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Too Much to Read

Pedro Beltrao at the Public Rambling blog says there never seems to be enough time to keep up with all the literature researchers keep churning out. In 2009, 848,865 papers were added to PubMed, he says — that's something like 1.6 papers per minute. While there's definitely no scarcity of outlets to publish, is anyone even paying attention? "It is very literally impossible to keep up with the current literature without some sophisticated filtering system," Beltrao says. "With all of the imperfections of our current System of editorial control, subjective peer review, subjective impact evaluations, impact factors and so on, we must agree that we need a lot of help filtering through these many articles." Some argue that each individual researcher should be able to filter through the masses of literature to judge what is best for them to read, he adds, and while that's fine for the research in the narrow focus of his own research, what about the papers that describe new methods or data that may be of interest, but technically outside that narrow focus? Maybe the journals themselves can help with that. "I would pay for tools that would recommend me papers to read," Beltrao says. "In my mind, this is where publishers of today should be making their money, in tools that connect the readers to what they want to read."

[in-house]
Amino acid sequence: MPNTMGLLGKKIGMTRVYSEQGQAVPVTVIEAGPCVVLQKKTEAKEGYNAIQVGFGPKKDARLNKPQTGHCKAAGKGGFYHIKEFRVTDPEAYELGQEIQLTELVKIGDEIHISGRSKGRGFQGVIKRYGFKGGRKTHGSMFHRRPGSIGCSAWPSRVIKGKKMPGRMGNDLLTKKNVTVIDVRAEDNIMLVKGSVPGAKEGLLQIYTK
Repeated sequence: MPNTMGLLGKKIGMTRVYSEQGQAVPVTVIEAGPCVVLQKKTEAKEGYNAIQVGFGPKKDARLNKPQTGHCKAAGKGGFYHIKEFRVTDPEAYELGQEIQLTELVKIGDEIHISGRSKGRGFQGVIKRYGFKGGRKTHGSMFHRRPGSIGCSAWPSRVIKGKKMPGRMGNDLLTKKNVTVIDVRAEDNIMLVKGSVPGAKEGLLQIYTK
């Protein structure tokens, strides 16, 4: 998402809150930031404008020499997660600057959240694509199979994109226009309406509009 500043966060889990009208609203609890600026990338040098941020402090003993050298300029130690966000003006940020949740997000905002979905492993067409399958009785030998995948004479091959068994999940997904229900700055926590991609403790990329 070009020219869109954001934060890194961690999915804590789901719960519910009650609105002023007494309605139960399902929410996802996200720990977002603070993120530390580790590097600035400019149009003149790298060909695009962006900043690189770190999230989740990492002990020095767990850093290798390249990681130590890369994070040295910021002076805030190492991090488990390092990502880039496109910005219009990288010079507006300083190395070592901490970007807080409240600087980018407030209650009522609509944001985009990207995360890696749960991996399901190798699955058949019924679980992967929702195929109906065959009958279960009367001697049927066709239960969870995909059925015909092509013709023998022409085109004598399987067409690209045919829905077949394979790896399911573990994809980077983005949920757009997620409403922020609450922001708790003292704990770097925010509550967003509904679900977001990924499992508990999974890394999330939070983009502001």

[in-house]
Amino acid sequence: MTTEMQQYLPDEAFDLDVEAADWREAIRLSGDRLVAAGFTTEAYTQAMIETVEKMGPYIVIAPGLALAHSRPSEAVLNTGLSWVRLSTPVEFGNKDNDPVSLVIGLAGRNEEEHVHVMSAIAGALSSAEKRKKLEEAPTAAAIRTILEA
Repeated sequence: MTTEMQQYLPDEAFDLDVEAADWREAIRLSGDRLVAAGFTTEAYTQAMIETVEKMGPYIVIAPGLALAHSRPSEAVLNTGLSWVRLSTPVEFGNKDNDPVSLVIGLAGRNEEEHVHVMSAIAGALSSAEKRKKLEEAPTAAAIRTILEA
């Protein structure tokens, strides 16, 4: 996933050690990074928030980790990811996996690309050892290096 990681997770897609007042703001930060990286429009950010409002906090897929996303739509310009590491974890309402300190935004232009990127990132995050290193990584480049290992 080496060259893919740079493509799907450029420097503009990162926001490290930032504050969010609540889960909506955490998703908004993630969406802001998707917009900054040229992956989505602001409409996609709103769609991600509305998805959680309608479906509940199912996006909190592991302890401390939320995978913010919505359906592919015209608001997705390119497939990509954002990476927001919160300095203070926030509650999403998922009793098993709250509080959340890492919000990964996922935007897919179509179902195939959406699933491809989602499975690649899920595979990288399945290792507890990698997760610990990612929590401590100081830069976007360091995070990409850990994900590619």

The Scan

Booster for At-Risk

The New York Times reports that the US Food and Drug Administration has authorized a third dose of the Pfizer-BioNTech SARS-CoV-2 vaccine for people over 65 or at increased risk.

Preprints OK to Mention Again

Nature News reports the Australian Research Council has changed its new policy and now allows preprints to be cited in grant applications.

Hundreds of Millions More to Share

The US plans to purchase and donate 500 million additional SARS-CoV-2 vaccine doses, according to the Washington Post.

Nature Papers Examine Molecular Program Differences Influencing Neural Cells, Population History of Polynesia

In Nature this week: changes in molecular program during embryonic development leads to different neural cell types, and more.